• When your family gets together, your mom does all the talking, making it difficult for anyone else to talk. She talks in a way that their is no pause for other people to get a word in.
  • You and your spouse are having a conversation with another couple. When they ask you a question, your spouse jumps in and answers for you.

Unsolicited Advice

Unsolicited Advice is a form of Condescension in which someone gives you advice that you did not ask for or give permission for them to offer.

Sneaky Advice

Sneaky Advice is a form of Unsolicited Advice in which someone gives you advice that you did not ask for in an indirect way.


  • Your parent is talking about something someone else did, making comments about how what they did was right/wrong. Even though they are talking about someone else, their purpose in mentioning it is to affect your behavior.
  • Your friend heard from another friend that you've been feeling depressed lately. During a conversation they try to naturally sneak in tips about what makes them feel happy.
  • Your partner notices that you are gaining weight. They randomly send you an email sharing an article with you about eating healthy, saying, "Interesting article. I thought you might like it."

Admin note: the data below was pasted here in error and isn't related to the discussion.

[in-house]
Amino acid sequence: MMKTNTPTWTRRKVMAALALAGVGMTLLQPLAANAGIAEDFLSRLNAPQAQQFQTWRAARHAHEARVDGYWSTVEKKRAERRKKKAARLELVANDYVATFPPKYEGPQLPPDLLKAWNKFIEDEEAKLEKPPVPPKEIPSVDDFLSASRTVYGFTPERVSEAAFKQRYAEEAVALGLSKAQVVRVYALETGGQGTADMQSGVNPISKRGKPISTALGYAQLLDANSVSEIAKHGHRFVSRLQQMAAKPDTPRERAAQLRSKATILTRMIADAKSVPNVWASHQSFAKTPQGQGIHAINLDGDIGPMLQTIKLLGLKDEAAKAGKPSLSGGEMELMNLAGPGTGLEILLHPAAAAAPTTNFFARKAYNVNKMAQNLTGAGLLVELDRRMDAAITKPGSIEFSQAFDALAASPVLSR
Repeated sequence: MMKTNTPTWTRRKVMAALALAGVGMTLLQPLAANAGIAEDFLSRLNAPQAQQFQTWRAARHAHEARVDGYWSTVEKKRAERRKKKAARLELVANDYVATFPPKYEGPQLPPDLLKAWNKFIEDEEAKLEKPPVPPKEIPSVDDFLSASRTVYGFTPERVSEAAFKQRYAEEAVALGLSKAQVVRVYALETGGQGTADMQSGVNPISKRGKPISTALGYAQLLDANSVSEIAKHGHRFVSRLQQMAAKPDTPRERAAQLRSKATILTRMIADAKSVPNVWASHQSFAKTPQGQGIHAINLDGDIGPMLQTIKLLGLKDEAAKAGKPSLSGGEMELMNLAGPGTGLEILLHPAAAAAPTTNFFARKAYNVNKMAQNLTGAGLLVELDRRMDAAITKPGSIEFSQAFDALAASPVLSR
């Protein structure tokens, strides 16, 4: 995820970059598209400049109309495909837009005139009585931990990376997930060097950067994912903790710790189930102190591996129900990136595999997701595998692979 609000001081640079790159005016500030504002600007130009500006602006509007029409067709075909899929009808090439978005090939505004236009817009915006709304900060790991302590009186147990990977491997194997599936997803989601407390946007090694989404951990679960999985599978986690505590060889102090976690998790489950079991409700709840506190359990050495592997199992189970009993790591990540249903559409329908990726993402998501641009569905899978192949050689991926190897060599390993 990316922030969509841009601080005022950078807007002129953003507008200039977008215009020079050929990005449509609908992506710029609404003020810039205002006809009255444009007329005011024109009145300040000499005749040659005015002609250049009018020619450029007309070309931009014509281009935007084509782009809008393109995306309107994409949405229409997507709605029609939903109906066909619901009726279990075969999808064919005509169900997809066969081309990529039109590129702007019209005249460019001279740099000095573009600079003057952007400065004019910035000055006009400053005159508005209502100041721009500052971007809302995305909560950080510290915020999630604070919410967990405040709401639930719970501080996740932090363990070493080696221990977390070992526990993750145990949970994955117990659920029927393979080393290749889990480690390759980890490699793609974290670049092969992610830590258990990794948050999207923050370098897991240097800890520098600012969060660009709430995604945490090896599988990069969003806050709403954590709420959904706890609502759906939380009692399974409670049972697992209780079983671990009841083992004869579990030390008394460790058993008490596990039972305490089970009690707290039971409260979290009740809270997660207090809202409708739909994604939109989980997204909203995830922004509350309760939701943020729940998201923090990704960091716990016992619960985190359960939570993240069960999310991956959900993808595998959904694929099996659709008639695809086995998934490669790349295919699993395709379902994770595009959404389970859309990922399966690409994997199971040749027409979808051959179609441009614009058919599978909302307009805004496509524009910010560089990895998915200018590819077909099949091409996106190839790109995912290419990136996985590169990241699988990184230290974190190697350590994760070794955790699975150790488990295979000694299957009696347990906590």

Pity is an example of Condescension in which someone consoles you in a demeaning way.


  • "Ohhhh... You poor thing..."
  • "Wow. It must be so hard being you."
  • "Oh... Look at you... You're such a mess..."

Ordering (aka Making Demands)

Ordering is when someone asks or strongly encourages you to do something and expects you to do it. To the person making the demand, no excuse is valid for not doing what was asked.


  • “Go get me some sugar.”
  • “Come sit over here… C’mon, sit over here...”
  • “Grab me a soda… Where’s my soda?!”

Wearing Down

Wearing Down is when someone tires you out until you give into their demand out of exhaustion.


  • Your partner brings up a sensitive topic with you right before bed. They won't stop the conversation until you've agreed to their point of view on the subject.
  • Every week your parent visits your house and rearranges the furniture the way they like it. You've told them several times not to do it, but they do it anyways. Eventually, you just give in to avoid the conflict.
  • In Dr. Seuss's children's book "Green Eggs and Ham," Sam-I-Am asks the narrator over and over again if he will eat green eggs and ham. The narrator eventually gives in on the condition that Sam-I-Am will leave him alone afterwards.
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Excessive Gifting

Excessive Gifting is when someone helps you out with your finances or showers you in gifts. They may do this so that they can hold it over your head later, or their gifts may be a method of controlling your personal decisions.